29 June 2022, The Tablet

United States should have learned from Europe


The rest of the world is inclined to feel a little bemused by the furore in the United States over abortion, but it should not be. Fundamental issues of principle are at stake which have universal application. The US, in turn, could do worse than to look elsewhere for insights that could light the way to a compromise solution. With the overturning by the Supreme Court of the Roe versus Wade judgment, made by the same court in 1973, conservative states are moving to impose prohibitions on legal abortion; liberal states are likely to loosen restrictions. It has triggered an almighty row, which could have a decisive impact on the outcome of forthcoming elections, including the presidential race in 2024.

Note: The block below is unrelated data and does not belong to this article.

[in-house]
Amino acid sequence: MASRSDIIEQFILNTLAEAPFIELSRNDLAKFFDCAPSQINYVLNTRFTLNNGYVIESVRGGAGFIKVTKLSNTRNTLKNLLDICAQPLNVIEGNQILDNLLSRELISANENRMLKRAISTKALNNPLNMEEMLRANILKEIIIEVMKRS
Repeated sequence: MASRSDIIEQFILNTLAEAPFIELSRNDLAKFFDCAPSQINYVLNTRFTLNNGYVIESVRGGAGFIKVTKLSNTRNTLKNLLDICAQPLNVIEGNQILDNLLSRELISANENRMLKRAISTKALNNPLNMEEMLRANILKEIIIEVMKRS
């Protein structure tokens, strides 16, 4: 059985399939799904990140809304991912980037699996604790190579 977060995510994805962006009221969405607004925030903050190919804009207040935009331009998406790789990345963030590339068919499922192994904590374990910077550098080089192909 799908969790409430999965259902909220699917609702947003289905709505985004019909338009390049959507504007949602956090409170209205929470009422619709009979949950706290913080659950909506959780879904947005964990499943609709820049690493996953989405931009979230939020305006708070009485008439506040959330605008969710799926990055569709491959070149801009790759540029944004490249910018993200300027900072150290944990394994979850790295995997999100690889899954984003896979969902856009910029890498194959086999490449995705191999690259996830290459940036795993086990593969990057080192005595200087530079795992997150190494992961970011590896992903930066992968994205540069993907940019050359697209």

Many are alarmed and dismayed by the removal of what they had come to think was almost a definition of American womanhood. They believed that women had the “right to choose”, guaranteed by the US Constitution, whether to remain pregnant or to terminate their pregnancy. Yet this is not a right that is universally recognised. Elsewhere, access to abortion is more often seen as a concession, in the name of compassion, to relieve women in stressful circumstances. Across the continent of Europe, for instance, with exceptions such as Poland and Malta, abortion has been legalised up to about the twelfth week of pregnancy. The consensus is remarkable: from Belgium to Slovakia, 14 countries allow abortion up to 12 weeks, and most of the others allow it from 10 to 15. Most jurisdictions also allow rare exceptions to the rule.

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